2019-01-10 / Columnists

Babylon News & Muse

Happy New Year to one and all!

I hope that you enjoyed the holidays as much as I did! My only complaint about Christmas and New Year’s is the difficulty I had in remembering what day it was! This year it was hard because we had two four-day weekends, back to back. When you no longer go to work on a regular basis, it’s easy to lose track of the date, but the breakdown of the holidays this year made it even more confusing.

The beginning of a new year brings its own reminders. It’s not just the dropping of the ball in Times Square, or listening to fireworks and the clang of pots and pans, it’s remembering to change the last digit when writing the date and deciding whether to make resolutions for the arriving year.

Thinking about ending the year also brings to mind those we have lost. Sadly, Babylon started off the New Year with the loss of a popular friend and neighbor. On New Year’s Day, Nan Hanaway slipped away in her sleep, a couple of days short of her 102nd birthday.

Nan’s passing means the end of an era to me. I knew her from my earliest days, as her children were close in age to me. She was a member of the Walbridge family, with numerous relatives living in Babylon consisting of the Robbins, Thurlow, Lawrence, and Anderson families. Sadly, I think Nan was the last of that extensive group to live in the Village.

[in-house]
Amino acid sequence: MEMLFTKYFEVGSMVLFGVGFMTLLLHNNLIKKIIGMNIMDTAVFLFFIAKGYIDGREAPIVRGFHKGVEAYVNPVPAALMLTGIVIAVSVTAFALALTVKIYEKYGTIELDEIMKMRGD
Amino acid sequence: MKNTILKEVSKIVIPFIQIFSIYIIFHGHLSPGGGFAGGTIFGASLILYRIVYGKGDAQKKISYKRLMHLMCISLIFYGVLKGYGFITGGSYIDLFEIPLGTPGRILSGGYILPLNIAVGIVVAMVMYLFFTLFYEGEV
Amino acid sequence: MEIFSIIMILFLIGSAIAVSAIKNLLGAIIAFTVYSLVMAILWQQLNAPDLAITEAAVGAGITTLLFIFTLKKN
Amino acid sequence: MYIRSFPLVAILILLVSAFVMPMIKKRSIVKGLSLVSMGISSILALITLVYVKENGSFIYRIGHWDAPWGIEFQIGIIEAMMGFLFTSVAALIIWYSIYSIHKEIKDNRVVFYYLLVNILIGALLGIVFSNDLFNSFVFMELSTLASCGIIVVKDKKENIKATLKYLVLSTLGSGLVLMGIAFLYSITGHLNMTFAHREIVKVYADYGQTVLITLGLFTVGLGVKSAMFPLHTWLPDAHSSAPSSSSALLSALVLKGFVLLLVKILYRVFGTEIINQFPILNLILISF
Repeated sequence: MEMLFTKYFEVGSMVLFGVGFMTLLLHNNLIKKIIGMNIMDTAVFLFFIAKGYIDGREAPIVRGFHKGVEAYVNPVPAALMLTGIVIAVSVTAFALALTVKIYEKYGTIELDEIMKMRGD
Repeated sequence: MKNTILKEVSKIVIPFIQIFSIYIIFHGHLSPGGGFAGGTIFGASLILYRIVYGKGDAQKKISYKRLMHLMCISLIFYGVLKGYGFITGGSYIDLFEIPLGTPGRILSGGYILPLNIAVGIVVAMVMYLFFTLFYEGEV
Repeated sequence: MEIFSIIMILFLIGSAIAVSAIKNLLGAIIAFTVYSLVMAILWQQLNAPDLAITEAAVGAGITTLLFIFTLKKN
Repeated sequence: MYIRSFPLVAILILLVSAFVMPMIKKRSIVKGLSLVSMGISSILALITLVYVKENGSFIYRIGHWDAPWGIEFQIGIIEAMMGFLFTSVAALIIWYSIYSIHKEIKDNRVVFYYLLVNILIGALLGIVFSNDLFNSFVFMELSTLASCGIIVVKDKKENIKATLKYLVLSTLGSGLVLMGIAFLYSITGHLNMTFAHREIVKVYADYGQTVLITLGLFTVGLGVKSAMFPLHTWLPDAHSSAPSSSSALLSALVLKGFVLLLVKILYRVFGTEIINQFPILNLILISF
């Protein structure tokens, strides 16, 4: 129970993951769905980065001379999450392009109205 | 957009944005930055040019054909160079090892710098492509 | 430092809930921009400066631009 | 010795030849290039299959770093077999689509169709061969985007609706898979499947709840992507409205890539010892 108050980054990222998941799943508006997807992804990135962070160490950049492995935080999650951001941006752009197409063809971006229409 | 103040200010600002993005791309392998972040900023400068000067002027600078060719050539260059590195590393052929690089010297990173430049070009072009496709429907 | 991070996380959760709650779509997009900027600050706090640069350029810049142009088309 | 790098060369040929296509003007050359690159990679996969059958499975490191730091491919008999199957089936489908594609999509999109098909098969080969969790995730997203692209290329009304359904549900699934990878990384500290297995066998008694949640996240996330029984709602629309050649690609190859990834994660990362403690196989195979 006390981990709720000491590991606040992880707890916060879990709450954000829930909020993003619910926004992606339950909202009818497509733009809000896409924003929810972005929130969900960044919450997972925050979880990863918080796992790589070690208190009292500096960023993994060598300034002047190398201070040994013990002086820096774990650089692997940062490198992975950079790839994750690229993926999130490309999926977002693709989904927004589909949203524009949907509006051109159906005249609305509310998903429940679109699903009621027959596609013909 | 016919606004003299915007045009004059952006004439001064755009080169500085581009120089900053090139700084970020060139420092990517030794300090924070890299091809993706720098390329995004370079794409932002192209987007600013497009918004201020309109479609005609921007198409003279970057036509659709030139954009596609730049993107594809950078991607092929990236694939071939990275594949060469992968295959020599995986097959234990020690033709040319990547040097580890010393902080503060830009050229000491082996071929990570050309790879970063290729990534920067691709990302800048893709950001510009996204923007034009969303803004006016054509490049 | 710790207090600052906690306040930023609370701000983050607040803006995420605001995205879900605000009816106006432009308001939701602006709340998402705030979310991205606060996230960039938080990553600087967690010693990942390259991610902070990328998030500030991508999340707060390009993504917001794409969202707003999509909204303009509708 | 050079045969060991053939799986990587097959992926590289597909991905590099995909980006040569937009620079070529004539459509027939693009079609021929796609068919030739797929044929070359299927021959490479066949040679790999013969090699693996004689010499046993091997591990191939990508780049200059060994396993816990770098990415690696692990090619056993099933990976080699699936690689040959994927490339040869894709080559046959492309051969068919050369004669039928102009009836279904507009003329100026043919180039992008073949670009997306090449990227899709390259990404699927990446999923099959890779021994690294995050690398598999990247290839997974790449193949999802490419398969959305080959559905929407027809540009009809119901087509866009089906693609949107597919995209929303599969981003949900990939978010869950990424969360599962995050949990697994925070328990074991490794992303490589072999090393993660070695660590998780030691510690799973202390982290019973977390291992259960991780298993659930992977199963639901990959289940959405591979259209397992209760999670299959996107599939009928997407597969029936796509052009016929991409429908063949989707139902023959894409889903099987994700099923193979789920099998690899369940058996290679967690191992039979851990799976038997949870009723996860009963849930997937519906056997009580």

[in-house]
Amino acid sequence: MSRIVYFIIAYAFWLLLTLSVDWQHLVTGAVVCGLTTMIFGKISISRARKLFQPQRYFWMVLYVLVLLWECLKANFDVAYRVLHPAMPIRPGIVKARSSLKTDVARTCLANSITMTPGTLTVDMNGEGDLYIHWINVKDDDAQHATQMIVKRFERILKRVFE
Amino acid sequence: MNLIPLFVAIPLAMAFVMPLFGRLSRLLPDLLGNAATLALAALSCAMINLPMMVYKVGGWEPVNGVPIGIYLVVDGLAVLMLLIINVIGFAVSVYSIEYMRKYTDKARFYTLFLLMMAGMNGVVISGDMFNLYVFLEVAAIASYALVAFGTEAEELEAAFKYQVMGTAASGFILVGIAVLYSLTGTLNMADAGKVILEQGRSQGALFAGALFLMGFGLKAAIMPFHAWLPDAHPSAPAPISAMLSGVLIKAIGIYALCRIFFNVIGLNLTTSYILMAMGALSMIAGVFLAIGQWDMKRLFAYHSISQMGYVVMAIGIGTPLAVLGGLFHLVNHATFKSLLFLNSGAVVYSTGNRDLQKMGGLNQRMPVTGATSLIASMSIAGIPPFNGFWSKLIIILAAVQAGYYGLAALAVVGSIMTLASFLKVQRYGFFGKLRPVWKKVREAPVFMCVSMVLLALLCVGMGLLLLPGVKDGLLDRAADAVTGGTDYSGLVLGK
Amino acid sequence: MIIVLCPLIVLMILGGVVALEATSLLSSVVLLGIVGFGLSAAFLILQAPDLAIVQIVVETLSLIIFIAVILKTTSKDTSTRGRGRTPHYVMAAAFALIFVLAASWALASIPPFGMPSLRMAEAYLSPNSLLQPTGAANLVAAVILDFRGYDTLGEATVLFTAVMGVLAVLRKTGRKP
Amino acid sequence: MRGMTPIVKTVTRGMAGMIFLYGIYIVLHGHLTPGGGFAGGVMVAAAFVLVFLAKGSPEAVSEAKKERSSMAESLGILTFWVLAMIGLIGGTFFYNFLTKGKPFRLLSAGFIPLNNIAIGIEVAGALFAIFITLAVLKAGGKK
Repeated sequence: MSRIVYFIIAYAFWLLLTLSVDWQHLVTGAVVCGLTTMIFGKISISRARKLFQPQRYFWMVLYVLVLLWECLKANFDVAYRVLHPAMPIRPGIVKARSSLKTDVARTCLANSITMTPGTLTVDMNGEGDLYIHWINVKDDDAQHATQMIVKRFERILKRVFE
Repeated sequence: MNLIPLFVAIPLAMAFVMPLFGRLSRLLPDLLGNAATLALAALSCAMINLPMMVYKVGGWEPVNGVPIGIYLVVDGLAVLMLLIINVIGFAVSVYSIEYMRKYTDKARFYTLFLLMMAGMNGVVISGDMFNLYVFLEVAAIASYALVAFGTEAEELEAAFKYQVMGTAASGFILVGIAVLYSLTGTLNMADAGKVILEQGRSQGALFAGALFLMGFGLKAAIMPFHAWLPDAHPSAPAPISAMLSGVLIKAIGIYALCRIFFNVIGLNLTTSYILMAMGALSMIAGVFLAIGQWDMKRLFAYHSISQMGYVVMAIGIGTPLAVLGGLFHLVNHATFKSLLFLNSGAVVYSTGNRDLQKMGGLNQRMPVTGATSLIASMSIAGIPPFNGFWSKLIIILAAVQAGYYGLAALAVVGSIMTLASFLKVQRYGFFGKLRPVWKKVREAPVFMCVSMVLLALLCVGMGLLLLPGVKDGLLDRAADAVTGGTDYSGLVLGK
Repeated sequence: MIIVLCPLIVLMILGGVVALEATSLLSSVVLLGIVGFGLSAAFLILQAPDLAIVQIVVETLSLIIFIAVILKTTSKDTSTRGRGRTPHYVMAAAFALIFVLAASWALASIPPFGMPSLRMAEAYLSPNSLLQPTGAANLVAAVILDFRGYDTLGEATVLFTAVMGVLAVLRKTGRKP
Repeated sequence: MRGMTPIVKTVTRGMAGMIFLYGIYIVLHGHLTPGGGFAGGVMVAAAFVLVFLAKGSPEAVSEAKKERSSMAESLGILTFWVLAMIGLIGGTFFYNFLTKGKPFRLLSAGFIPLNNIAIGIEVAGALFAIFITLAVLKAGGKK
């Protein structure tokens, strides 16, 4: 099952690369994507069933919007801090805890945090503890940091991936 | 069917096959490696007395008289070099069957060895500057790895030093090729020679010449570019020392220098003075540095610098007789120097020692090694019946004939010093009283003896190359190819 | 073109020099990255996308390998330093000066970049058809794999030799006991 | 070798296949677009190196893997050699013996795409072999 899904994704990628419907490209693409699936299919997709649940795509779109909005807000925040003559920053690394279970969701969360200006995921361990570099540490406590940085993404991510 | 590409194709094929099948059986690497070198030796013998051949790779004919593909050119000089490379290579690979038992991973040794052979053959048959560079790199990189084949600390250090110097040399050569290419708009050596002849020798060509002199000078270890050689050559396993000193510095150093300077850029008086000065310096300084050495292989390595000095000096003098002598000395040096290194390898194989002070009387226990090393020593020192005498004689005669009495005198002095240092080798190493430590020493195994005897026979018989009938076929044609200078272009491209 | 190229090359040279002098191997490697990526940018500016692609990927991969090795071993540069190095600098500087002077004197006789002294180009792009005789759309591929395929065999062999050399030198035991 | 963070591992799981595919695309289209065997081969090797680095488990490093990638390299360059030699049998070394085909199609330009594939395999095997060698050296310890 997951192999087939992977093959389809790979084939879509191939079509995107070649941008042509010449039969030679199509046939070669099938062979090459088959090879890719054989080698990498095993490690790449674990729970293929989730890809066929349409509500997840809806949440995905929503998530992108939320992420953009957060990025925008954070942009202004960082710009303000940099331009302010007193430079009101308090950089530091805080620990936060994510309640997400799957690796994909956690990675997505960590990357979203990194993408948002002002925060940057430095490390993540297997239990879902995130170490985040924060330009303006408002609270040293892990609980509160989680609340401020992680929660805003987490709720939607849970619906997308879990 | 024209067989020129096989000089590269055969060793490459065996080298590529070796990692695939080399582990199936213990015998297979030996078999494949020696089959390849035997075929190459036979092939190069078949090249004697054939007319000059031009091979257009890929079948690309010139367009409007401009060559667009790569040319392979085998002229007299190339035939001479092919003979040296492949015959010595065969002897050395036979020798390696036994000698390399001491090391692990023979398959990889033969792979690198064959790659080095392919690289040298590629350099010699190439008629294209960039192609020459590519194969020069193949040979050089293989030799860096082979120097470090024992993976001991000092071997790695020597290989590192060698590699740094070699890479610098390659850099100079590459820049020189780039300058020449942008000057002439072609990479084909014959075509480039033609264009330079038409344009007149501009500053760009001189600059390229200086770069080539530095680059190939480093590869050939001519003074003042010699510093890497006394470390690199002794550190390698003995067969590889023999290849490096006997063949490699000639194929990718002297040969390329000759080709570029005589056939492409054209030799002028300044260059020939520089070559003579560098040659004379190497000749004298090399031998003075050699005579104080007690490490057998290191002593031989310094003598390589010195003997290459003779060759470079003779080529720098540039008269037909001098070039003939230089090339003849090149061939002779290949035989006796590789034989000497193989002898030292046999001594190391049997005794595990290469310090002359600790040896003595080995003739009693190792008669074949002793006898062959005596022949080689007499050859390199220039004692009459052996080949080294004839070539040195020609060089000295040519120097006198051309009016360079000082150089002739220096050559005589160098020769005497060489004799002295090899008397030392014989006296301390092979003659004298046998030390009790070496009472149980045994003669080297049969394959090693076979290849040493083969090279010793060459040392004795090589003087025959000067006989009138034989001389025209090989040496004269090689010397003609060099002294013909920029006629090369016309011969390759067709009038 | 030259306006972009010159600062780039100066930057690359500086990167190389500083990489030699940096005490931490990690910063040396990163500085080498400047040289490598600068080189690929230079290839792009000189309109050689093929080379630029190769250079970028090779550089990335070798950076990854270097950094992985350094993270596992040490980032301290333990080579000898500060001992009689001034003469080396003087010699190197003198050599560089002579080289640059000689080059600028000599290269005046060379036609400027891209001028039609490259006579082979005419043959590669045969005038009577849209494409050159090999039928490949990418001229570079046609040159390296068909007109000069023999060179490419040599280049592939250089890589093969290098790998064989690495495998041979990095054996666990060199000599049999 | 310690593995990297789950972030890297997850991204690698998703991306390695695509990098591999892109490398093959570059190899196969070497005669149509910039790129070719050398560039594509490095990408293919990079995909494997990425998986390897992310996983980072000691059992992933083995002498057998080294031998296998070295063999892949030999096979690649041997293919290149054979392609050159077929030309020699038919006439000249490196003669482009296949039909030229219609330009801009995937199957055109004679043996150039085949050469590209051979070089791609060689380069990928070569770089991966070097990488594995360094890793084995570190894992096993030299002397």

Nan was born in 1917 in Babylon in a Dutch Colonial home on The Crescent. She was the daughter of George and Emma Robbins Walbridge and attended Babylon schools. She graduated from Smith College and worked for a magazine and an advertising firm, before joining the Navy Reserves in 1941.

She was assigned to Newport, where she met Tom Hanaway, who was also in the Navy. After a whirlwind courtship, they married and eventually came back to Babylon. In due time, they had three children: Tom, Katherine, and Ann, (better known as Candy).

Over 20 years, most of the students at Babylon High got to know Nan Hanaway as the attendance lady or truant officer. She performed her job admirably, while remaining surprisingly popular with students and faculty alike.

Always stylishly dressed, Nan was a bright and intelligent woman with a good sense of humor. Her family, friends, and neighbors will miss her.

Her husband, Tom, and daughter, Candy, predeceased Nan. Visiting hours will be held at Chapey & Sons, in West Islip on Jan. 18, from 2 to 4 p.m., and 7 to 9 p.m. A Celebration of Life will be held at Christ Episcopal Church in Babylon Jan. 19 at 11 a.m.

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